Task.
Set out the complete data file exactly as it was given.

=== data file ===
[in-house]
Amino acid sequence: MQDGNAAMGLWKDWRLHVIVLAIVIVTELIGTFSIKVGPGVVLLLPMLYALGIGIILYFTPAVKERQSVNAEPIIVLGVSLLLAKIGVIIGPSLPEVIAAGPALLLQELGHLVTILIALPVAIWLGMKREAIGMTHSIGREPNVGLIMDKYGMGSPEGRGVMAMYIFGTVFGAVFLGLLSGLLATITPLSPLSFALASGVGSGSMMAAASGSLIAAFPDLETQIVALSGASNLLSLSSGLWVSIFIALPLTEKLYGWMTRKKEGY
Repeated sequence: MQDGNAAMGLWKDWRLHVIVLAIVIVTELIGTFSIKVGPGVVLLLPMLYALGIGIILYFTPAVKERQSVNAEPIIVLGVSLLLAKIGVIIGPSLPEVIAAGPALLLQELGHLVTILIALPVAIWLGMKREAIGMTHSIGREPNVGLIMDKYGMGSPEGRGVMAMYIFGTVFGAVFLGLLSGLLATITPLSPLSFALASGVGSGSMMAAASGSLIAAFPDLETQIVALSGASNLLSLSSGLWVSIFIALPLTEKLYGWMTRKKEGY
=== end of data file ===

[in-house]
Amino acid sequence: MQDGNAAMGLWKDWRLHVIVLAIVIVTELIGTFSIKVGPGVVLLLPMLYALGIGIILYFTPAVKERQSVNAEPIIVLGVSLLLAKIGVIIGPSLPEVIAAGPALLLQELGHLVTILIALPVAIWLGMKREAIGMTHSIGREPNVGLIMDKYGMGSPEGRGVMAMYIFGTVFGAVFLGLLSGLLATITPLSPLSFALASGVGSGSMMAAASGSLIAAFPDLETQIVALSGASNLLSLSSGLWVSIFIALPLTEKLYGWMTRKKEGY
Repeated sequence: MQDGNAAMGLWKDWRLHVIVLAIVIVTELIGTFSIKVGPGVVLLLPMLYALGIGIILYFTPAVKERQSVNAEPIIVLGVSLLLAKIGVIIGPSLPEVIAAGPALLLQELGHLVTILIALPVAIWLGMKREAIGMTHSIGREPNVGLIMDKYGMGSPEGRGVMAMYIFGTVFGAVFLGLLSGLLATITPLSPLSFALASGVGSGSMMAAASGSLIAAFPDLETQIVALSGASNLLSLSSGLWVSIFIALPLTEKLYGWMTRKKEGY